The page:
225. Jack H.T. Chang and James S. Brust, “Ladies Fashion Plates and Other Illustrations Used for Scrimshaw,” Vol. 36, No. 2 (Autumn 2011), 2-13, 18 illus.
The authors explore print sources used by American seamen for their scrimshaw engravings. Dr. Chang developed a methodology for comparing scrimshaw designs with fashion plates and other illustrations in Godey’s Lady’s Book, Harper’s New Monthly Magazine, and other periodicals. His considerable success in making matches is demonstrated in the illustrations to the article.
226. Margaret D. Richardson and Barbara A. Bither, “The Historic Collections of the Bureau of Engraving and Printing,” Vol. 36, No. 2 (Autumn 2011), 14-25, 16 illus.
Drawing on the collection of the Historical Resource Center of the Bureau of Engraving and Printing, the authors illuminate the history of security printing for the Bureau by focusing on the careers and accomplishments of six engravers: George W. Casilear, Charles K. Burt, G.F.C. Smillie, Charles Schlecht, Sukeichi Oyama, and Louis Sartain Schofield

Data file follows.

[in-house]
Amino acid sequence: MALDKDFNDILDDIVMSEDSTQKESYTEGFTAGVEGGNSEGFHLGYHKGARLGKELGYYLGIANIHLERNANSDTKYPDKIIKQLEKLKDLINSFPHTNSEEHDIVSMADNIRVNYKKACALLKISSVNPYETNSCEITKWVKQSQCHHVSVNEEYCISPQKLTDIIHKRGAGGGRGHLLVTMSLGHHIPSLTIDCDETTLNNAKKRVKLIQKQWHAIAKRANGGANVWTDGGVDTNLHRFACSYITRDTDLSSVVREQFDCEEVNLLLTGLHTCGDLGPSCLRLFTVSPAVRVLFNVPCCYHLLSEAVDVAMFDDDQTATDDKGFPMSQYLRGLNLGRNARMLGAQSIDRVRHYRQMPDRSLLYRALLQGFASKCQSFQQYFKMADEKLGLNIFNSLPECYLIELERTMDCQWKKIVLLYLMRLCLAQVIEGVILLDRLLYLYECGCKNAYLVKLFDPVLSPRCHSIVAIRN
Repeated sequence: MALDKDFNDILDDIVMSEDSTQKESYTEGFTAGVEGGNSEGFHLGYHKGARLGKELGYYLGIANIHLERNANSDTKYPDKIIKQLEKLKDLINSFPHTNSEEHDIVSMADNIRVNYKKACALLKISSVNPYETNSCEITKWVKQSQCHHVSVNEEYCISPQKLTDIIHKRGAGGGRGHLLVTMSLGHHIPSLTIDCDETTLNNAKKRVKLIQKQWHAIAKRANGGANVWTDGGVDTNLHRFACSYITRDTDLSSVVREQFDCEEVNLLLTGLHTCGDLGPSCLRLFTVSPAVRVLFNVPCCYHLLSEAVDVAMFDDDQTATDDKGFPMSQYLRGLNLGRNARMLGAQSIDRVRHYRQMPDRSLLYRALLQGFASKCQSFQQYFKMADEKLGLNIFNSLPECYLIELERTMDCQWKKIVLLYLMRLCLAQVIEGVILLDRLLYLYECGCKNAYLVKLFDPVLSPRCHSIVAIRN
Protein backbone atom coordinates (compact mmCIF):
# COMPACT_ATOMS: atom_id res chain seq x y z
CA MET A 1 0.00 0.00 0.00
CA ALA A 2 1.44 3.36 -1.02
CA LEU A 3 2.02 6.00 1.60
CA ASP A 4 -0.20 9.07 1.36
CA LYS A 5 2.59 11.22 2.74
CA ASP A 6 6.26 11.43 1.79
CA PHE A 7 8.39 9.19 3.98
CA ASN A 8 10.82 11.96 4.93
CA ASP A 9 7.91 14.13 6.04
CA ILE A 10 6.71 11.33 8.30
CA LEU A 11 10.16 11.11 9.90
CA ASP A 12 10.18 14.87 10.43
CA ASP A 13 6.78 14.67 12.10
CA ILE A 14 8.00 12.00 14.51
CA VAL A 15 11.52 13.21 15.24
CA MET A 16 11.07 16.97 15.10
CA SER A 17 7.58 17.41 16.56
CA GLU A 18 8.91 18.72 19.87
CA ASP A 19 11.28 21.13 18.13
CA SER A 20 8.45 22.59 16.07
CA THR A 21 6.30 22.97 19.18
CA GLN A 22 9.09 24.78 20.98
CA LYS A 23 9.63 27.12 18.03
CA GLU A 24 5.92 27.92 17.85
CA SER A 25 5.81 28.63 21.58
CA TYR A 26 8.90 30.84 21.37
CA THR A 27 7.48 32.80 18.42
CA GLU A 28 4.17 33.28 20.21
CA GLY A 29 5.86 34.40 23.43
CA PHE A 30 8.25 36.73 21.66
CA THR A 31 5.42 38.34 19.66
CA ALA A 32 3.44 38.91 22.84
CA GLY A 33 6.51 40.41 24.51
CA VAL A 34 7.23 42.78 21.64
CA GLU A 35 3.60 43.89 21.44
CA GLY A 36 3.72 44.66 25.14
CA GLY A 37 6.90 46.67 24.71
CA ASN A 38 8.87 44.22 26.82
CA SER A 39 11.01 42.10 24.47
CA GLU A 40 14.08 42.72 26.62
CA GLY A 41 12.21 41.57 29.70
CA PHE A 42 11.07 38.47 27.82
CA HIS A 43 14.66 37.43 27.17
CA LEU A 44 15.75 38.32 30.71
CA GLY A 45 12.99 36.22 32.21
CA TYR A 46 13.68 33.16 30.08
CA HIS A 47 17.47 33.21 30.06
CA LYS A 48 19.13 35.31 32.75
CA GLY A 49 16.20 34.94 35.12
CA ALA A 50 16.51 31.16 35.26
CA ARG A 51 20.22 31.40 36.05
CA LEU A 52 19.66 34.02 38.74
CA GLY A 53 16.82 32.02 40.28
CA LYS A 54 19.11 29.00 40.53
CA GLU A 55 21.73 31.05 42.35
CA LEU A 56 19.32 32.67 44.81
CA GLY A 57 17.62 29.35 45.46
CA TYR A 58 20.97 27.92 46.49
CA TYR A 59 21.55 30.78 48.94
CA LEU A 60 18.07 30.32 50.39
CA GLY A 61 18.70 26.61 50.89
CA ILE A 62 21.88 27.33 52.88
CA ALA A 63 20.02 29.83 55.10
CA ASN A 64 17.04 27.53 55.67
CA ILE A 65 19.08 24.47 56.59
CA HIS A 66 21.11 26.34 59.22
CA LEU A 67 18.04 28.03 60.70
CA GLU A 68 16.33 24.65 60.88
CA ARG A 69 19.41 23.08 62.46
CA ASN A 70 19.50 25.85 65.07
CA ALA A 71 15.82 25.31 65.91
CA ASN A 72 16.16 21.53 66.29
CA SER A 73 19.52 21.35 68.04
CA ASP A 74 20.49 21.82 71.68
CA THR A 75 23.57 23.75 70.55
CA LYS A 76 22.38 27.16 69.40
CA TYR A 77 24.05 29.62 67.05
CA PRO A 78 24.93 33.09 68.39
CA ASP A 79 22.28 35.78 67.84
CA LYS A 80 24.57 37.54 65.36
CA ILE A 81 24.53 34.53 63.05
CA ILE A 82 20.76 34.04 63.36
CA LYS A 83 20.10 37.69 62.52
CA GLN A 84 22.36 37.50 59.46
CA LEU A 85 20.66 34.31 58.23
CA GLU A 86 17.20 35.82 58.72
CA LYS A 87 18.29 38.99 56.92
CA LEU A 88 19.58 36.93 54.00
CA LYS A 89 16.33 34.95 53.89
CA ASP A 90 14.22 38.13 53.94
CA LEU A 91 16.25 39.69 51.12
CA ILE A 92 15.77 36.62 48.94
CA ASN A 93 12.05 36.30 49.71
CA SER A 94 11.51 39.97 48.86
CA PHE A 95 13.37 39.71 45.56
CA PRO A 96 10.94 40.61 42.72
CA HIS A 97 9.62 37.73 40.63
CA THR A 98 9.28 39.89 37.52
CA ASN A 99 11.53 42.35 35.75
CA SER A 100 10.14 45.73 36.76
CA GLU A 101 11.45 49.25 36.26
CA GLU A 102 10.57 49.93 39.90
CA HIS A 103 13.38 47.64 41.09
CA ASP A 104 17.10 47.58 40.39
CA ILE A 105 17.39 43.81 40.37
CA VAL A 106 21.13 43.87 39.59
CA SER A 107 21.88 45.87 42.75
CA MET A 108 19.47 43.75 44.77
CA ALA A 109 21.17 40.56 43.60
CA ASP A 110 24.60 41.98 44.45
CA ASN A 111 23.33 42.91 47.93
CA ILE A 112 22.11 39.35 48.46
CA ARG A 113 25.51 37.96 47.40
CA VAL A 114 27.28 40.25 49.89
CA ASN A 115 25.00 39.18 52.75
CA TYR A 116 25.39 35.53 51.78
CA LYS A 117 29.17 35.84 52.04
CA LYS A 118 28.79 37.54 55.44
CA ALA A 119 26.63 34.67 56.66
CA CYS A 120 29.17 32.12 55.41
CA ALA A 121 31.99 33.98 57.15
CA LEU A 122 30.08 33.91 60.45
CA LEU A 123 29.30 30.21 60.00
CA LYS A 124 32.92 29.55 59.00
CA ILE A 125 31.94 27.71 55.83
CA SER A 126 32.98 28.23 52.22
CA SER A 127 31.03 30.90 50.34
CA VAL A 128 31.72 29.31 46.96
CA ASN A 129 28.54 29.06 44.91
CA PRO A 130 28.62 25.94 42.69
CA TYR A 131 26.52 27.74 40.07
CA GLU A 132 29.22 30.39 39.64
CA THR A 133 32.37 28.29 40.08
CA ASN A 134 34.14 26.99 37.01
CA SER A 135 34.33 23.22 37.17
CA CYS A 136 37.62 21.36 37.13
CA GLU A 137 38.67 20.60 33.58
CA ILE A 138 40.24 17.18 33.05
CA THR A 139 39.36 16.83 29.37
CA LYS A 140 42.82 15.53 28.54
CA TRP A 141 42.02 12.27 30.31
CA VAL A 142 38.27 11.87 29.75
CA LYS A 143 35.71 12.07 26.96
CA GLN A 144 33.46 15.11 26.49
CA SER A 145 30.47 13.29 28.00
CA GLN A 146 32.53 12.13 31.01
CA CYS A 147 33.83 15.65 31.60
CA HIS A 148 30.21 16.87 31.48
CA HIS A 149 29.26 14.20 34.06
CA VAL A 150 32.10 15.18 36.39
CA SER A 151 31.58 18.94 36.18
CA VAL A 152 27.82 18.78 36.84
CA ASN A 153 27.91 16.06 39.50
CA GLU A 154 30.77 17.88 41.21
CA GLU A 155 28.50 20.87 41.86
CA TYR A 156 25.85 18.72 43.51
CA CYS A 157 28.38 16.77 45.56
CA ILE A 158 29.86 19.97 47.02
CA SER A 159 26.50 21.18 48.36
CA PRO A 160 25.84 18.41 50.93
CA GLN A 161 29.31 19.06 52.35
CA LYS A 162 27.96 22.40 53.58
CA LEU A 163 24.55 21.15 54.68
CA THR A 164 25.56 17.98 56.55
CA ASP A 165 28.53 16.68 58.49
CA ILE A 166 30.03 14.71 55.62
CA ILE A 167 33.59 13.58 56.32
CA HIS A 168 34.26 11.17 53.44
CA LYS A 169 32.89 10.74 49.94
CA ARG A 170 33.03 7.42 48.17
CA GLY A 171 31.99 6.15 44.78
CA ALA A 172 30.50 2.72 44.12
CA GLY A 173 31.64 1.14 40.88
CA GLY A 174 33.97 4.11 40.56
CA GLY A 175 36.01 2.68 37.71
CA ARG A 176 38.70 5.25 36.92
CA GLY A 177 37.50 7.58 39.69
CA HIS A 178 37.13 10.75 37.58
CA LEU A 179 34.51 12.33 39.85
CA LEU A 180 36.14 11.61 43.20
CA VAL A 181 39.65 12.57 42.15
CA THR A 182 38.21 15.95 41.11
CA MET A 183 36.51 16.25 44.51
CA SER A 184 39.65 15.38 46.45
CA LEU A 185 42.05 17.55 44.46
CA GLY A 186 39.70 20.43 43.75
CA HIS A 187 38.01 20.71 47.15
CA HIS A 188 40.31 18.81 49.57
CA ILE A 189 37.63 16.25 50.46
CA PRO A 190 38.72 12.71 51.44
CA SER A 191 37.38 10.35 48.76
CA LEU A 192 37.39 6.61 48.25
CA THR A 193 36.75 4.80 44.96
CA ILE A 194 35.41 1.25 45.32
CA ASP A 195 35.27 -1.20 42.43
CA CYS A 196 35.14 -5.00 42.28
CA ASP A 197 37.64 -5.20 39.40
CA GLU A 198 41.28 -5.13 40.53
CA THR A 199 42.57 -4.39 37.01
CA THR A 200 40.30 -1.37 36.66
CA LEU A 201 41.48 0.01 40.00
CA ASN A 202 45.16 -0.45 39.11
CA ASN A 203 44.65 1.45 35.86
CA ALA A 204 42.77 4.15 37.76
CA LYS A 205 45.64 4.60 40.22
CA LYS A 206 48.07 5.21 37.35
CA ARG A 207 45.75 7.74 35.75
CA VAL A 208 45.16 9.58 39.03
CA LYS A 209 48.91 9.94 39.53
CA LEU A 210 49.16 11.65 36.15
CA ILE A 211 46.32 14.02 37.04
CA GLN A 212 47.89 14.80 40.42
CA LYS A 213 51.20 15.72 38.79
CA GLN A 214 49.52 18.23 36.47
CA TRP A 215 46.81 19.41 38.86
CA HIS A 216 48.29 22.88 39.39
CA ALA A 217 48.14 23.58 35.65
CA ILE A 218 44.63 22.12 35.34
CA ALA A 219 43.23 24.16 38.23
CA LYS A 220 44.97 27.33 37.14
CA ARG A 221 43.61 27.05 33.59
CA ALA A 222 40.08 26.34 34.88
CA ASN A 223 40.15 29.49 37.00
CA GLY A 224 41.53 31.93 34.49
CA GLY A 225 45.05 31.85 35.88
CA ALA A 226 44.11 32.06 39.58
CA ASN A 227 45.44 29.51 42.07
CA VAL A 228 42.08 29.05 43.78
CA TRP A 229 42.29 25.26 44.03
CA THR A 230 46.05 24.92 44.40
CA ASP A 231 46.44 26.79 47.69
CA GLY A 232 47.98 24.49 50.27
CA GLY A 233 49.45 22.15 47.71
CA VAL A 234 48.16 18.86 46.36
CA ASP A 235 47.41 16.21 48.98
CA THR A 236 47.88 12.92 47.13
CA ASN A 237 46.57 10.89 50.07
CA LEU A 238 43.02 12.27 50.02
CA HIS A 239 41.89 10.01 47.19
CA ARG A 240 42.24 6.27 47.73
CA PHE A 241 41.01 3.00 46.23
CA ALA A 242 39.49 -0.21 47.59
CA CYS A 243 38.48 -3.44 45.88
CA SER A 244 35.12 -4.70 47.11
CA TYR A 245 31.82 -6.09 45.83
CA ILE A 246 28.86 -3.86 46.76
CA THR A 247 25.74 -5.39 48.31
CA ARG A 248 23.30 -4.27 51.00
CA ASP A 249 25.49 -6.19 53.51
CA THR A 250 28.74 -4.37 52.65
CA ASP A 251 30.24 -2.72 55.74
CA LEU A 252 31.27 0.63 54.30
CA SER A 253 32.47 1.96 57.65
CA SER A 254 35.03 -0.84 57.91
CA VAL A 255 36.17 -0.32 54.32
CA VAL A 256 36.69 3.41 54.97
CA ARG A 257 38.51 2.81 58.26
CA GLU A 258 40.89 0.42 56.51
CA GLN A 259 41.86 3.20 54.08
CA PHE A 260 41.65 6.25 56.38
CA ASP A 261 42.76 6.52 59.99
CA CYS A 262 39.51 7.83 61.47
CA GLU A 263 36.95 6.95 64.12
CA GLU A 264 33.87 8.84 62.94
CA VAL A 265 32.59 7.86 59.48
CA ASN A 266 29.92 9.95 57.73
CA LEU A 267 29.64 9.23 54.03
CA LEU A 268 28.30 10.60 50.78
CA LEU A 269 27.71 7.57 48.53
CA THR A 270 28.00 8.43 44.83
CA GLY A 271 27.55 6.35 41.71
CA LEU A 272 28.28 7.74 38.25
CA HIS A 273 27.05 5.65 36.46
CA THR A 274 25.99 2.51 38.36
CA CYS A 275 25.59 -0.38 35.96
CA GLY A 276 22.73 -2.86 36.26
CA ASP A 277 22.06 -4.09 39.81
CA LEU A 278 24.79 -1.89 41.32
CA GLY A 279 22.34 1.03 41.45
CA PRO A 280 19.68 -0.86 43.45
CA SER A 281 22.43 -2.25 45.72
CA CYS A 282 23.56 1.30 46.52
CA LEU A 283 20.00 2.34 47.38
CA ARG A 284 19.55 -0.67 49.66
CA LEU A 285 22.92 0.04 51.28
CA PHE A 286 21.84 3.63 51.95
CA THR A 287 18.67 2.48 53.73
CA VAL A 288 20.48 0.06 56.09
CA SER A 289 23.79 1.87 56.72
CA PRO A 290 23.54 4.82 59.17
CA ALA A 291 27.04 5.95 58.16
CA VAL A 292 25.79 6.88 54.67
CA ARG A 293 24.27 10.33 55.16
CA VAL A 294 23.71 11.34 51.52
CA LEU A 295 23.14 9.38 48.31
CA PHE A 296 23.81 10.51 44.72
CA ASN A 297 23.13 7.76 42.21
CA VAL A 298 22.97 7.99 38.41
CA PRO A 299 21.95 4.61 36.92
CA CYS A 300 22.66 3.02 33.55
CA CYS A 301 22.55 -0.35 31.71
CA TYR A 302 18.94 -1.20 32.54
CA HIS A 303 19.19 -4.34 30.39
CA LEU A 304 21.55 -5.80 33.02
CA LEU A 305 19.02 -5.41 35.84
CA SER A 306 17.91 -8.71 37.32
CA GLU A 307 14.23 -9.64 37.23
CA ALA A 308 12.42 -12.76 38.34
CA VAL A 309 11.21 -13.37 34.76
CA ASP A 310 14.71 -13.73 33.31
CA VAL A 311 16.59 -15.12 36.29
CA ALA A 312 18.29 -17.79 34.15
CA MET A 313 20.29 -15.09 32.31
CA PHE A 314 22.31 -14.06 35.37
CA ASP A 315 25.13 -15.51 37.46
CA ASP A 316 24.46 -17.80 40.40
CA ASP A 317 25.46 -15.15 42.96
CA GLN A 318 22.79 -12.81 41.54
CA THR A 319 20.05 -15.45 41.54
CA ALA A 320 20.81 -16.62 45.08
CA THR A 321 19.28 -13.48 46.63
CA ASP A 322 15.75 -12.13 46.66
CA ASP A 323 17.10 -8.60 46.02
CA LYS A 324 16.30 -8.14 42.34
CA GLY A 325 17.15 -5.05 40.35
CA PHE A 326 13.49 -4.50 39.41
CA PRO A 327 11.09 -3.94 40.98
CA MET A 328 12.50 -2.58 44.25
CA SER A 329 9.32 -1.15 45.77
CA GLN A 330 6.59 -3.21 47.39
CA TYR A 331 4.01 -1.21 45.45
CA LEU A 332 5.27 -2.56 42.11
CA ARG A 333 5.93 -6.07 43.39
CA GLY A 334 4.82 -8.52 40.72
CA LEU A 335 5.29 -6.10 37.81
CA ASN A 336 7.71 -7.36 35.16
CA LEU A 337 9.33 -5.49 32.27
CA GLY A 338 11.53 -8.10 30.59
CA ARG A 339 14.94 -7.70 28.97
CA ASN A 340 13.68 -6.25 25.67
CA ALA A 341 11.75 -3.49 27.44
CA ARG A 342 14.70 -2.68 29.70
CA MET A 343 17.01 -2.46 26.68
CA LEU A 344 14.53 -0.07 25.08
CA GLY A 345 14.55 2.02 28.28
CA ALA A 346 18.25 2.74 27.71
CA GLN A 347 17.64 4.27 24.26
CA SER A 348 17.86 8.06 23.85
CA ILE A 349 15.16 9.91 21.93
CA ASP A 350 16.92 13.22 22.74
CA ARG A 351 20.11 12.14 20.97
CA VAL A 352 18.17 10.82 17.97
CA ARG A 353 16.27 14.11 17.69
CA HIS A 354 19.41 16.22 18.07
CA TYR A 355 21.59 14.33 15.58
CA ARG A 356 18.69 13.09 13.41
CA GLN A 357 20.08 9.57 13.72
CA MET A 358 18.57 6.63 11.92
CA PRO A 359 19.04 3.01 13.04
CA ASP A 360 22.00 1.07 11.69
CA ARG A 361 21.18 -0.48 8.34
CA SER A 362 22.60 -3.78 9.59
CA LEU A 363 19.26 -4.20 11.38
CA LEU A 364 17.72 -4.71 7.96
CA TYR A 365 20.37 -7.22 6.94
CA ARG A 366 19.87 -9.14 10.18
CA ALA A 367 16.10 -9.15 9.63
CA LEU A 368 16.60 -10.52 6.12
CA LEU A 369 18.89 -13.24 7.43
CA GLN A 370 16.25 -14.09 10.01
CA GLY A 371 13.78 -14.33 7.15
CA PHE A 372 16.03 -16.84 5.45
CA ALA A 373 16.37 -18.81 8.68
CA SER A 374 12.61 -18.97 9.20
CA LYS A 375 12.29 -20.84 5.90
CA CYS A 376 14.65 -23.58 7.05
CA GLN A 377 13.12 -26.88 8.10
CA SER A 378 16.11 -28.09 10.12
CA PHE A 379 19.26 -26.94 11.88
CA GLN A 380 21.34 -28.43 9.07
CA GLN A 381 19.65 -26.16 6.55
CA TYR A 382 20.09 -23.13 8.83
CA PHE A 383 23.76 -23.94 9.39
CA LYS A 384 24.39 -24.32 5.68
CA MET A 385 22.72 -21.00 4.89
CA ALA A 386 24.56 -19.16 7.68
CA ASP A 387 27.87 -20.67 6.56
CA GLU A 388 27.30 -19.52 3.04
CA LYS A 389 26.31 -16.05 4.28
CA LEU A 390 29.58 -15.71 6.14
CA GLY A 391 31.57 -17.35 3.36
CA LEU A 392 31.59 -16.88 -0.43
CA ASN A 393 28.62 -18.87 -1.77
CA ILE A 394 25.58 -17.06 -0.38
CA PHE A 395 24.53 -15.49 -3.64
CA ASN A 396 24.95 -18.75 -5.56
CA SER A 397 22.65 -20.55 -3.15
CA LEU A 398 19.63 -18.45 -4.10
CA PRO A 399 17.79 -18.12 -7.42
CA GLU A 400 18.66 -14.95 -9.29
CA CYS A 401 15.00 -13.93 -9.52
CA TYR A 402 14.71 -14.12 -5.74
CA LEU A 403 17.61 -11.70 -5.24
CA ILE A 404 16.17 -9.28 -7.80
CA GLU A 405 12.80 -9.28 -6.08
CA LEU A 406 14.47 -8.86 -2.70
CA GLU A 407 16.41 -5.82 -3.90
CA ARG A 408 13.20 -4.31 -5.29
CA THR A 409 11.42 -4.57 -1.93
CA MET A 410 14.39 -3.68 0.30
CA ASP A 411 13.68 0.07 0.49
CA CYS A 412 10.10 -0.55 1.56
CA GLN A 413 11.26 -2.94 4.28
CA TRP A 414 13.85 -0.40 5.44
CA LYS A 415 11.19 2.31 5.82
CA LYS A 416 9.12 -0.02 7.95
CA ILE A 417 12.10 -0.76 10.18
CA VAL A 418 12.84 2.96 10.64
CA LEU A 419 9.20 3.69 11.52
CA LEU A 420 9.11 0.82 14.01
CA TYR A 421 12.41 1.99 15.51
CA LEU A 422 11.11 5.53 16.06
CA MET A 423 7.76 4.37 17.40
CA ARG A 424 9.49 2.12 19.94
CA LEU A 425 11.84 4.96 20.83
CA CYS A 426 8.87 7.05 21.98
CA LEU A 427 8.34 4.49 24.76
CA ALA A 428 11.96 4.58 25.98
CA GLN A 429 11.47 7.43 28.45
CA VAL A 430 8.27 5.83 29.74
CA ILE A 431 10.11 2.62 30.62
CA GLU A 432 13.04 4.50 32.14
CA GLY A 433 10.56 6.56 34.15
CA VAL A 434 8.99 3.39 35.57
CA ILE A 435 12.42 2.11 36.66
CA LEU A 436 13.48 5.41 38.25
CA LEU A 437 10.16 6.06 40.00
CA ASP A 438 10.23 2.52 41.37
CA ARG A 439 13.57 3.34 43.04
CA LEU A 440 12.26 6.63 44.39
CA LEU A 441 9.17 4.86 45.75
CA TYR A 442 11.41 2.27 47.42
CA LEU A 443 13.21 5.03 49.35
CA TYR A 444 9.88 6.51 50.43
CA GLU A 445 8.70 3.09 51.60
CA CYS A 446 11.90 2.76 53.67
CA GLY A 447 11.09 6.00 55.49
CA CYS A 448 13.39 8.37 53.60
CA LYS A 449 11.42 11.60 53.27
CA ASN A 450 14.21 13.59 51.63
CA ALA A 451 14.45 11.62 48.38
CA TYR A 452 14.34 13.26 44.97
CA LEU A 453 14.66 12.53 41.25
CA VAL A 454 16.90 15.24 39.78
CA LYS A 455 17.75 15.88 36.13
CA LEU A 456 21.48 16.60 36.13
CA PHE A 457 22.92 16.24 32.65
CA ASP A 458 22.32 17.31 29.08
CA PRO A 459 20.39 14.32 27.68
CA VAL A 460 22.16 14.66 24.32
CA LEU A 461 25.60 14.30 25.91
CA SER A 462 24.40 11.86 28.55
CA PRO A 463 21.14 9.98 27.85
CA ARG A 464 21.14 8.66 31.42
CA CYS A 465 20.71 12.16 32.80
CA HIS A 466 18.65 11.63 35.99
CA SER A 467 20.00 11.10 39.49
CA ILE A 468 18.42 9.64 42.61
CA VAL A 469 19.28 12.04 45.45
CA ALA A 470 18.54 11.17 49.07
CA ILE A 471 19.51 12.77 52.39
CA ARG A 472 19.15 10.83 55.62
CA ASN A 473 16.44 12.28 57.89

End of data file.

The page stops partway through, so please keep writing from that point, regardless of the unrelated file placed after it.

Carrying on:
227. Donald C. O’Brien, “Franklin D. Roosevelt: An Insatiable Collector,” Vol. 36, No. 2 (Autumn 2011), 26-44, 14 illus.
Donald C. O’Brien uses reminiscences and personal records to create a portrait of Franklin D. Roosevelt as a collector, focusing on his acquisitions of naval prints and views along the Hudson River. Goodspeed’s Book Shop in Boston and the Old Print Shop in New York City were favorite stops for FDR when he visited those cities; and recollections by the owners, correspondence between the print shops, the president, and his secretaries, and bills of sale demonstrate the president’s enthusiasm and collecting strategies. Roosevelt’s personal secretary, Louis McHenry Howe, actively sought out and purchased prints for FDR, and later William Hassett, his correspondence secretary, took over these duties.
Archival records held at the Franklin D. Roosevelt Presidential Library and Museum provided documentation for many of the prints discussed.